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|Sat 20 Oct 1956 H Charlton Athletic 1 - 0 W||< Last Game||Next Game >|
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Manager: Eddie Lever
|Match Comments: 1 comments|
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|3 Mar 2011 Bart|
This was my fourth time at Fratton Park for a first-division match. Pompey were doing badly so far this season: won 2, drawn 3, lost 7. But Charlton Athletic stood even lower in the table. Good chance of a welcome win here!
‘Charlton used to have a chap called Hurst’ said my father; ‘He was good. I wonder if he’s playing today’. We went and stood behind the goal at the Milton End, then looked at the programme: yes, Hurst number seven for Charlton. Out Charlton came in their scarlet shirts and they made for our end of the ground for the pre-match warmup. Now where was their number seven? Oh. This was a bald, elderly man who should have been standing before a class in a schoolmaster’s black gown, rather than running about a field in shorts. (I have just checked the records; Hurst was 32 at that point. But already bald – indubitably!)
I don’t remember Hurst doing very much. It was a poor game. Being nine, moreover, I was too small to get a good view and yet too large to sit permanently on the shoulders of an adult.
Then it was a penalty for Pompey, at our end. We were exactly behind the goal, looking down. My Dad hoisted me up to see. The England international Peter Harris always took the penalties for Pompey in those days. Harris kicked the ball hard to our right, the goalkeeper’s right. The ball hit the base of the post, and by a strange chance rebounded straight back to Harris. He kicked it into the net. Goal! Exaltation! No, goal disallowed! The buzz of debate among the spectators went on for a while, but the referee’s decision was perfectly correct: Harris had kicked the ball twice; the fact that the ball had struck the post in between the two kicks was irrelevant. (In retrospect, it was unprofessional of Harris to touch the ball the second time. As the penalty specialist he should have been well up on all the relevant laws of the game. My recollection from that time is that Harris not only took all the penalties for Pompey, he also missed all the penalties too, but I can’t prove this.)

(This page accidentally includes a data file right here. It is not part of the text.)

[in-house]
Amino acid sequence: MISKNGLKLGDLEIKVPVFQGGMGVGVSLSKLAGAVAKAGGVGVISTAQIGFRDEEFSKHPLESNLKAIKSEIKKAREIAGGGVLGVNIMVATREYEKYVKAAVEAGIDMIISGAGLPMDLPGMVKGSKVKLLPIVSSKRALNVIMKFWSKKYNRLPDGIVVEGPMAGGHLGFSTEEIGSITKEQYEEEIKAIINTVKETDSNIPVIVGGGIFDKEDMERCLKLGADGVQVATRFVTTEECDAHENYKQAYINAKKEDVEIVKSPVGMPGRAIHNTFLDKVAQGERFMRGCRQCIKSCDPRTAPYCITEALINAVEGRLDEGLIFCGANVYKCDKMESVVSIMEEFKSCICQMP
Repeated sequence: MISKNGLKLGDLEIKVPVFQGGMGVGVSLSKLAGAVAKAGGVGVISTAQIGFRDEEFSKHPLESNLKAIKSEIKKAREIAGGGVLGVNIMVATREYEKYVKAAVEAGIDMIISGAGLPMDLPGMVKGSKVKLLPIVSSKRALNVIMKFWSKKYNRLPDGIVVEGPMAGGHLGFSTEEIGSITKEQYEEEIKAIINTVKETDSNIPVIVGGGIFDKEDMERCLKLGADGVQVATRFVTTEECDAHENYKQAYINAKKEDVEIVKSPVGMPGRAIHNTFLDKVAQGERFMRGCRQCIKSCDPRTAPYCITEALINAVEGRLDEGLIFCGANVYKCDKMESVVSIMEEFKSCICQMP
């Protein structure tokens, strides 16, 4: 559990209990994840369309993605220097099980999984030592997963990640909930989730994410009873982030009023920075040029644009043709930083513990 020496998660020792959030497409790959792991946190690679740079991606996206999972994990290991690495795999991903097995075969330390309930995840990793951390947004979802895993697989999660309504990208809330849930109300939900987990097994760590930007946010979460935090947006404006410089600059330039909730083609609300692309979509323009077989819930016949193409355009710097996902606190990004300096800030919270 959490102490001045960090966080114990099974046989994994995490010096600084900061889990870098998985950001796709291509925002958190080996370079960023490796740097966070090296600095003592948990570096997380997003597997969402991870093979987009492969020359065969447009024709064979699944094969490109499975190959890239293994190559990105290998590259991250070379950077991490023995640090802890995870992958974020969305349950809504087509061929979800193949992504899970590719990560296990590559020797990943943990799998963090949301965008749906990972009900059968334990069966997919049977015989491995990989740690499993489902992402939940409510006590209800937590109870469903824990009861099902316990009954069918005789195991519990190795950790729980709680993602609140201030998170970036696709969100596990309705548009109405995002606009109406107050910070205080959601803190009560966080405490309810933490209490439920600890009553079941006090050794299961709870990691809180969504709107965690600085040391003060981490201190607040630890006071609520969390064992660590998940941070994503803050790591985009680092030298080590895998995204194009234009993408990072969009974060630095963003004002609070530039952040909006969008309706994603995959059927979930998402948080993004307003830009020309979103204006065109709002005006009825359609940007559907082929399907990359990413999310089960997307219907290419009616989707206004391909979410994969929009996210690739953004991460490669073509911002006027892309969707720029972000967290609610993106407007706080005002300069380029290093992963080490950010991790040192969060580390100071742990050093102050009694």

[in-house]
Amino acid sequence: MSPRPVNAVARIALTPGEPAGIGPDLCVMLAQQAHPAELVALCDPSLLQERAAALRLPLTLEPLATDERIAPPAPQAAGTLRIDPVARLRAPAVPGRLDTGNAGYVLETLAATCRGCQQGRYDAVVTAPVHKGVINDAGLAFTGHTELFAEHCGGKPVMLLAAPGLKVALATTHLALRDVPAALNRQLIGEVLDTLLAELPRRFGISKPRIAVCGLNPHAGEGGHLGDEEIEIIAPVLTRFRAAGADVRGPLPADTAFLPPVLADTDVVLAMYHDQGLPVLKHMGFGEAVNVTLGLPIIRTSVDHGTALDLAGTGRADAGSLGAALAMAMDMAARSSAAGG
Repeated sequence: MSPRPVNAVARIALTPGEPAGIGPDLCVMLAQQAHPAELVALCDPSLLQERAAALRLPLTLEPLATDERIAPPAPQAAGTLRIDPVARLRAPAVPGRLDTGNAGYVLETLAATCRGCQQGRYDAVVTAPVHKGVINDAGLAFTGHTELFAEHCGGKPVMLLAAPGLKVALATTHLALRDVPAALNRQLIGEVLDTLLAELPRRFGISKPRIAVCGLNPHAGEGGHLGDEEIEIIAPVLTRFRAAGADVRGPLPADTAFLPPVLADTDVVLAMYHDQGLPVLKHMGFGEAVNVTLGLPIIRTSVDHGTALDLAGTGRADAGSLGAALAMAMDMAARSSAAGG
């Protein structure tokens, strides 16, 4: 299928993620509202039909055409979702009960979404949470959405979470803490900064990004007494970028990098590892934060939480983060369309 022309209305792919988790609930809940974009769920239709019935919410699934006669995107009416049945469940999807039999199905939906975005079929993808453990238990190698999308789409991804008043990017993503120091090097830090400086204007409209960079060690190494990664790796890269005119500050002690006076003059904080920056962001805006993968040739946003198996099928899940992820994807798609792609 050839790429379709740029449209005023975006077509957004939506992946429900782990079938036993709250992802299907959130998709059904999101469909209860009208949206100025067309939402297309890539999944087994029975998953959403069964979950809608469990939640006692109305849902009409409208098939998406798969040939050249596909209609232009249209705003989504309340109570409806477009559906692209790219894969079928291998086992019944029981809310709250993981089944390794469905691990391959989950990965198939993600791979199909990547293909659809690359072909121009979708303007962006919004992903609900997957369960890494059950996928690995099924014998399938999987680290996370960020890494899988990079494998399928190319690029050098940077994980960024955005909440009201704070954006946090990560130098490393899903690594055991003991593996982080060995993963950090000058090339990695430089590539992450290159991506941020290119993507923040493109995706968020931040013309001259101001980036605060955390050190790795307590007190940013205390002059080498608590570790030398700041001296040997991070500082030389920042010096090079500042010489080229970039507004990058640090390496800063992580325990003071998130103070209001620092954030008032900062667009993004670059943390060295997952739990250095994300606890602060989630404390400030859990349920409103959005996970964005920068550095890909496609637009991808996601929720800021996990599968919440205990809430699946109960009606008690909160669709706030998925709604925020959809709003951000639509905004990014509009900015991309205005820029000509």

Surely Pompey had to win this one. If they couldn’t even beat Charlton at home .. .. ‘Look, Bart, we’ve got a corner, here’s a chance.’ My Dad hoisted me up to look across at the corner of the pitch over to our right. Pompey’s outside-left that day was Harry Penk. Harry Penk was short but stocky. Very stocky: almost as broad as he was high; with bulging calves and massive shinguards enclosed by the club’s traditional bright red, thick woollen socks. If Dickens had written a novel about football Mr Penk would have been in it. Harry Penk hit the ball high and very, very close to the goal line; it only just stayed in play. The players jumped for the ball up over the Charlton goalmouth, nobody could get to it, the goalkeeper may possibly have touched it with a fingernail, a gust of wind must have helped, and amazingly there was the ball in the net. Harry Penk was credited with the rare feat of scoring a goal direct from a corner. That soft goal was enough. Pompey won 1-0.
At the end of the season Charlton were in 22nd place, bottom of the table, relegated. Pompey finished 19th.
Harry Penk played only a few games for Pompey, but four years later he was to take another remarkable corner kick from that very same spot. See Portsmouth home to Southampton 1960.
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